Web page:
ClubTest Proving Ground: Mizuno JPX923 Hot Metal HL irons have serious stopping power

Mizuno Hot Metal HL 923 irons

Mizuno JPX923 Hot Metal HL and Hot Metal Pro irons

Ryan Barath

Everyone wants to hit the golf ball farther but, just like with love, if you’re looking for distance in the wrong places it can really mess you up — your golf game that is, I’m not here for love life advice.

The reason distance gains in the wrong part of your golf bag can be a detriment to your scoring is that being able to stop the ball in a predictable pattern is one of the most important elements of the game. A driver going as far as possible — great! But an 8-iron that carries 160 yards and rolls out an unpredictable amount doesn’t make any sense if your goal is actually stopping the ball close to the hole. 

Stopping power makes it easy to control iron distances Getty Images

A lot of golfers get sucked into the trap of wanting more distance from their irons when they should instead be focused on carry distance and stopping power. This is the reason a number of equipment manufacturers have started to introduce irons that have weaker lofts and super-deep centers of gravity to get the ball up in the air and stopping faster.

Mizuno's JPX 923 Hot Metal HL (High Launch)
Mizuo JPX Hot Metal HL (High Launch) GOLF.com/Barath

One such model is the JPX923 HM HL (Hot Metal High Launch) irons from Mizuno which feature lofts that are on average 2.5-3 degrees weaker than the standard Hot Metal irons and have a wider sole.

To put them to the test I recently ran a little experiment by slowing down my clubhead speed to mimic the dynamics of the target golfer in need of spin to see what kind of results I could achieve.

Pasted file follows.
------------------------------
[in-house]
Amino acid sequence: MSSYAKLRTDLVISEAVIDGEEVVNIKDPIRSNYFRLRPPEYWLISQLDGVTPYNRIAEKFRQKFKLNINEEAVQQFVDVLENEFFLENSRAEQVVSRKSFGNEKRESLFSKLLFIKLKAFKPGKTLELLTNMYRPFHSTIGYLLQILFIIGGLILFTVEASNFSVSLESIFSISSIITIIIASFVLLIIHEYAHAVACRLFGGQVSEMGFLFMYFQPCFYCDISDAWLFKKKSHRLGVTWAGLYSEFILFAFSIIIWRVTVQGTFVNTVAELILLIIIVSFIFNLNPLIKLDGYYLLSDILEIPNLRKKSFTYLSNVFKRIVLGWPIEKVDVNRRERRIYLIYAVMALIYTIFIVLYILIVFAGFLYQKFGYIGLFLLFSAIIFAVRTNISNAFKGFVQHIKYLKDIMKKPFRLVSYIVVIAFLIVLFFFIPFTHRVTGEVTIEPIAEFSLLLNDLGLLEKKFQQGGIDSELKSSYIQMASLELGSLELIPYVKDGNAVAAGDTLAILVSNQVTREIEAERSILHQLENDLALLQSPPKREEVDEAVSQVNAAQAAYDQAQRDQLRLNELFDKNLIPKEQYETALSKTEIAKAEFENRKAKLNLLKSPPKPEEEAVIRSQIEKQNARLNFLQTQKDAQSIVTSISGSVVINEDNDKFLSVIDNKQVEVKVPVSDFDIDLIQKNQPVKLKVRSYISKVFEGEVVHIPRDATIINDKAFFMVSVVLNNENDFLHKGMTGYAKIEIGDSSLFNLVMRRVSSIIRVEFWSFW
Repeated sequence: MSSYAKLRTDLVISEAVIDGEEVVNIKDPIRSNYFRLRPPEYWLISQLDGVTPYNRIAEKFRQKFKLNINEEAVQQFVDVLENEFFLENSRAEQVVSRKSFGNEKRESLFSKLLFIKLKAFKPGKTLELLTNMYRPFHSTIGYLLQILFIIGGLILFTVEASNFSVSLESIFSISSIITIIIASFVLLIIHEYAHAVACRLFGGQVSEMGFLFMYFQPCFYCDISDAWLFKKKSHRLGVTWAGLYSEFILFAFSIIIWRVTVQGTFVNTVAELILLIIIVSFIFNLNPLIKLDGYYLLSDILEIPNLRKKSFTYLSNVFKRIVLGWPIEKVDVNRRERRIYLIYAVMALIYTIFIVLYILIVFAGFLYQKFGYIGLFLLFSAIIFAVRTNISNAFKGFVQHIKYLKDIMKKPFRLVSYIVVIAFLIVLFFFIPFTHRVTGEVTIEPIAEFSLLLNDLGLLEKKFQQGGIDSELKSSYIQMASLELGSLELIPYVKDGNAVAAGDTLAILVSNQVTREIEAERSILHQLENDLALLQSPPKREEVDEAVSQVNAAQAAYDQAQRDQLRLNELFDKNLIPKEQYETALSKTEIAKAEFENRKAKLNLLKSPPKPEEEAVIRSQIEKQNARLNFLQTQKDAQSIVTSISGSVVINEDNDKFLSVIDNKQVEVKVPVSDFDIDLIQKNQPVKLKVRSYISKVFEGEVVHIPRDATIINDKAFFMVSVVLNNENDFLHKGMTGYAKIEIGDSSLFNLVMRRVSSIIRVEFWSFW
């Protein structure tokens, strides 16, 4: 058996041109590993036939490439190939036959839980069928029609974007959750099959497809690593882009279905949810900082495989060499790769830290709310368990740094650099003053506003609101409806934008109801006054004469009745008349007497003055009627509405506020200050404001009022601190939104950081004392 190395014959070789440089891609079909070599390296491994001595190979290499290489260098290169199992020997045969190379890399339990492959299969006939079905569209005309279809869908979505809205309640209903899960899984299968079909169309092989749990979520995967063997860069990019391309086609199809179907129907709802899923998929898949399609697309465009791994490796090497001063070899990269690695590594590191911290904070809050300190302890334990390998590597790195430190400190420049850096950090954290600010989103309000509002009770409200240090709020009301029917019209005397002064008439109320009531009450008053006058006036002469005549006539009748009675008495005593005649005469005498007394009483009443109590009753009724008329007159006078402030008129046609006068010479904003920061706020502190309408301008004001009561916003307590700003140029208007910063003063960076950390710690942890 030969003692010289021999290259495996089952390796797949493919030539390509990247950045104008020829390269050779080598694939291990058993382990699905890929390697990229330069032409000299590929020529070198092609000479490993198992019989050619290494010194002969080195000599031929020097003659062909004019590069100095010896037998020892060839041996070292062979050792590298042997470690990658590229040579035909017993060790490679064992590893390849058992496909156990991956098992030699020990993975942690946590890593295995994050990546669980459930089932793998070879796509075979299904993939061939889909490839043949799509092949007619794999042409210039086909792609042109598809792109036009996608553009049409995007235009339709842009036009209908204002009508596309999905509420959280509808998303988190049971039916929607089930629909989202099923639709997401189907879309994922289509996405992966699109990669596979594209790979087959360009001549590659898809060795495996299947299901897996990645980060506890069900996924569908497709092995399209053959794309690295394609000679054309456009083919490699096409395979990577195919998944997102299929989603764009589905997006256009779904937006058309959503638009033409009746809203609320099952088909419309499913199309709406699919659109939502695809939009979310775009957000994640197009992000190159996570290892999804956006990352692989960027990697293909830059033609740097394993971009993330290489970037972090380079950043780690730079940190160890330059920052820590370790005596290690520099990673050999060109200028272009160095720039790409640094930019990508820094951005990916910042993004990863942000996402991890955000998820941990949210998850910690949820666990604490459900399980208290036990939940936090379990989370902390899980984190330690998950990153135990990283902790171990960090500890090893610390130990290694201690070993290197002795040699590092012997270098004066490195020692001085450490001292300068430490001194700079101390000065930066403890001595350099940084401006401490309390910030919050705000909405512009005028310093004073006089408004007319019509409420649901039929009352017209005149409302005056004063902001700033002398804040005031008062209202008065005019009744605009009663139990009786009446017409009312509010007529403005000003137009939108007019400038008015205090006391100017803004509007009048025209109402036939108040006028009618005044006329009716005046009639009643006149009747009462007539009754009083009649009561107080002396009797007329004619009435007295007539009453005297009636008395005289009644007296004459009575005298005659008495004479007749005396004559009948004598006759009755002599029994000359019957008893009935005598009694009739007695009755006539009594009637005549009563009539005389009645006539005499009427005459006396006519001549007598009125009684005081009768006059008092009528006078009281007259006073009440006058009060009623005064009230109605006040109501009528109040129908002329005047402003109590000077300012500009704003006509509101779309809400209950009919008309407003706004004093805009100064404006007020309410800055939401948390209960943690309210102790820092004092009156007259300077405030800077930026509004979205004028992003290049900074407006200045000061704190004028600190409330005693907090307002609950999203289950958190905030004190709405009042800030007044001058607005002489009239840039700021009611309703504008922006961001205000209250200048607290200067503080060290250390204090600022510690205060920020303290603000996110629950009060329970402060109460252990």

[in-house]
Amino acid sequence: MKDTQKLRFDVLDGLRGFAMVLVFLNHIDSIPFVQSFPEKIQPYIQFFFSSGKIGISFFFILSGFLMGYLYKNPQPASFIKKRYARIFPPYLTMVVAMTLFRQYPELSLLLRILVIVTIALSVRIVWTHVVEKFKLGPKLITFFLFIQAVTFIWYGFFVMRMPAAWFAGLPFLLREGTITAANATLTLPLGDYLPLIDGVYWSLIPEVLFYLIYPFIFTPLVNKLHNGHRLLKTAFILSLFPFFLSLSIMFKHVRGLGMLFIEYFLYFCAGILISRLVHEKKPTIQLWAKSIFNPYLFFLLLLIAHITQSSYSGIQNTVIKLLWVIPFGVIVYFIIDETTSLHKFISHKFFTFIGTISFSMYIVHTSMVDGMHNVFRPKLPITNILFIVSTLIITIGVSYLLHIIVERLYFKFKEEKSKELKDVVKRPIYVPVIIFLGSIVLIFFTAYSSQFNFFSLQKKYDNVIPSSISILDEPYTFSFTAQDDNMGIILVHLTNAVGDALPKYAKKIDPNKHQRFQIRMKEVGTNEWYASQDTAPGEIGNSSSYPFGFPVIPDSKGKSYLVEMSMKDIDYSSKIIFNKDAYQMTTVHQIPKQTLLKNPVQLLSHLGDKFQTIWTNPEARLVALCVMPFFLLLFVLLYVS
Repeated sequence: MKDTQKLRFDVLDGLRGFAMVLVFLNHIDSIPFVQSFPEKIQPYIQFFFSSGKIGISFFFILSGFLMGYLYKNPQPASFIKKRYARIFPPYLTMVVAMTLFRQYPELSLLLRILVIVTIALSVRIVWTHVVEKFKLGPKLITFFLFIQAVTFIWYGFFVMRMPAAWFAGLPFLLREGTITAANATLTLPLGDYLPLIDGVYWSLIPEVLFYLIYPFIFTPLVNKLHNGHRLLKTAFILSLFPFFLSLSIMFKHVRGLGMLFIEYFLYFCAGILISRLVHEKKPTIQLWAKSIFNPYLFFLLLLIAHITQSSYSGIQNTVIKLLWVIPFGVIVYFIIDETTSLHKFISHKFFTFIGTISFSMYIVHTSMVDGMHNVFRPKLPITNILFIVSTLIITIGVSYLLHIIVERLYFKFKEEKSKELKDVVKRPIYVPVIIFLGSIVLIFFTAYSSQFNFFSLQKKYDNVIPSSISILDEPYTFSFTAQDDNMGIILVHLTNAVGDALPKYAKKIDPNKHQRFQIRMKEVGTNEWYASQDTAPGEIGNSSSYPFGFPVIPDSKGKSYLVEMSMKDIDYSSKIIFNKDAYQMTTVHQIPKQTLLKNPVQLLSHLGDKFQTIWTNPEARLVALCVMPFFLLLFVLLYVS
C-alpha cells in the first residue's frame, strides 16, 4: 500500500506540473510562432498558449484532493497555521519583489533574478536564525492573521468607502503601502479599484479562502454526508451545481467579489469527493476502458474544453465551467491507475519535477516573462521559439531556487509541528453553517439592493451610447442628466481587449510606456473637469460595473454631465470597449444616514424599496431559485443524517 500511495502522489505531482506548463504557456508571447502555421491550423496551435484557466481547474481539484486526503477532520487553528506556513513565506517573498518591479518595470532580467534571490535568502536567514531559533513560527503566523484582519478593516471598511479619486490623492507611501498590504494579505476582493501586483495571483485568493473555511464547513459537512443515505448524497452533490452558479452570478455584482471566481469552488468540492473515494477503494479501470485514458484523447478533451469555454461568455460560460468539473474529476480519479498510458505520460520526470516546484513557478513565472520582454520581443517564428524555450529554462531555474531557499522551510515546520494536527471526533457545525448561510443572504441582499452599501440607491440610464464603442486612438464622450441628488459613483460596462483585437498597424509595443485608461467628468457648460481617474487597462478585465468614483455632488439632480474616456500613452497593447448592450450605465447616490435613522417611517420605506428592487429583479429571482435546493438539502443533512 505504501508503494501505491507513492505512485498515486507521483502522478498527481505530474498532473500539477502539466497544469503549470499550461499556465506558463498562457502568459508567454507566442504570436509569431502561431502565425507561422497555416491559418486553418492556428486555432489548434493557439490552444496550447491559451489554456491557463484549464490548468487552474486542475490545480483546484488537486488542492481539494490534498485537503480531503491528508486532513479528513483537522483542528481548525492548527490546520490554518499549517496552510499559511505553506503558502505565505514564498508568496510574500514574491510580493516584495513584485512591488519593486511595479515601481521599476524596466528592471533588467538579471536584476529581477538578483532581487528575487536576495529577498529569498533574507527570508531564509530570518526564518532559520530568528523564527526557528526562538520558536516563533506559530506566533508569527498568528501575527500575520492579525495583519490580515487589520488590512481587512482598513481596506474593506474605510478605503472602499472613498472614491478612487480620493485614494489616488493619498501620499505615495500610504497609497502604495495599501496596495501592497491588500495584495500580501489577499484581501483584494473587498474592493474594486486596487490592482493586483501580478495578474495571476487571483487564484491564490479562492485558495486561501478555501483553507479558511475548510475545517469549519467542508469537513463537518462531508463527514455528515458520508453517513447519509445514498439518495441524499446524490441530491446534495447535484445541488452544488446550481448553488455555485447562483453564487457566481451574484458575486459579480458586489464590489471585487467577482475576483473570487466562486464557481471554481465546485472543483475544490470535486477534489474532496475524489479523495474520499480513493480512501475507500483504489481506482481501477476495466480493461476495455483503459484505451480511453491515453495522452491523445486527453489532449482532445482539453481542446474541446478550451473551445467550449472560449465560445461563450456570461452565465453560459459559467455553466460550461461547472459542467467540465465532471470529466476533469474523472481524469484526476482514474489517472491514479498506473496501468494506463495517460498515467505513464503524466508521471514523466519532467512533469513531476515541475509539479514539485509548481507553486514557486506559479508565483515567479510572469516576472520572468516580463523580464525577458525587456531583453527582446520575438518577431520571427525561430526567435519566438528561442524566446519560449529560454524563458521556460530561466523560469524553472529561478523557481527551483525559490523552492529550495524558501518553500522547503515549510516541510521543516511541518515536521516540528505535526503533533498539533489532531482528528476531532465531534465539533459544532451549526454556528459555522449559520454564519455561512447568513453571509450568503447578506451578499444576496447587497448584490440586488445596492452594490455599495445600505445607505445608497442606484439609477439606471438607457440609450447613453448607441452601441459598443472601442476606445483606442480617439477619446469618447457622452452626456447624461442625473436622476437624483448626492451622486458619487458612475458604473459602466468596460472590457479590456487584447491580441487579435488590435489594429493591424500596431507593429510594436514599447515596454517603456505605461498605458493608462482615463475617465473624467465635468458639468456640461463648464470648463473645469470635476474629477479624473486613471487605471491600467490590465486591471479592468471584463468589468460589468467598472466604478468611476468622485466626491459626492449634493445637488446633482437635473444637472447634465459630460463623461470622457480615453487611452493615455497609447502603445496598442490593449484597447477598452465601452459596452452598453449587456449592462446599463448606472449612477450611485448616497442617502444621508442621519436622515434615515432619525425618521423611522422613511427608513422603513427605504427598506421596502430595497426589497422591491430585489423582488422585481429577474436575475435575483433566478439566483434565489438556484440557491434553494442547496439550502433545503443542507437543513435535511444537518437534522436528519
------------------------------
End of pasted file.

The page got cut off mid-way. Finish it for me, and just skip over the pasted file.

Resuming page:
The test

I hit the Mizuno JPX923 Hot Metal Pro 7-iron (28.5° of loft) against the HM HL 7-iron (31° of loft) to see how much extra launch and spin would be created with a club head speed in the low 70 mph range. 

JPX923 Hot Metal Pro

jpx923 HM Pro iron test
The JPX HotMetal Pro produced more distance but launched lower with less spin Ryan Barath

JPX923 Hot Metal HL (High Launch)

HotMetal HL JPX923 TEST
JPX923 HM HL produced more spin and higher launch Ryan Barath

Results

I’m not a robot, but the comparison between two well-struck shots is exactly the separation someone in this speed range would want to see from an iron like the HL. Not only was the launch higher by over 2 degrees, but spin was up a whopping 1200 rpm. Add in the fact the HM HL had a peak height that was also over 10 degrees higher and you have a recipe to stop the ball faster and closer to your target.

So next time you’re looking for new irons don’t just focus on distance, focus on a functional ball flight that offers distance, the right amount of spin for your game, stopping power and dispersion.

Want to overhaul your bag for 2022? Find a fitting location near you at GOLF’s affiliate company True Spec Golf. For more on the latest gear news and information, check out our latest Fully Equipped podcast below.

Ryan Barath

Golf.com Editor

Ryan Barath is GOLF Magazine and GOLF.com’s senior editor for equipment. He has an extensive club-fitting and -building background with more than 20 years of experience working with golfers of all skill levels, including PGA Tour players. Before joining the staff, he was the lead content strategist for Tour Experience Golf, in Toronto, Canada.

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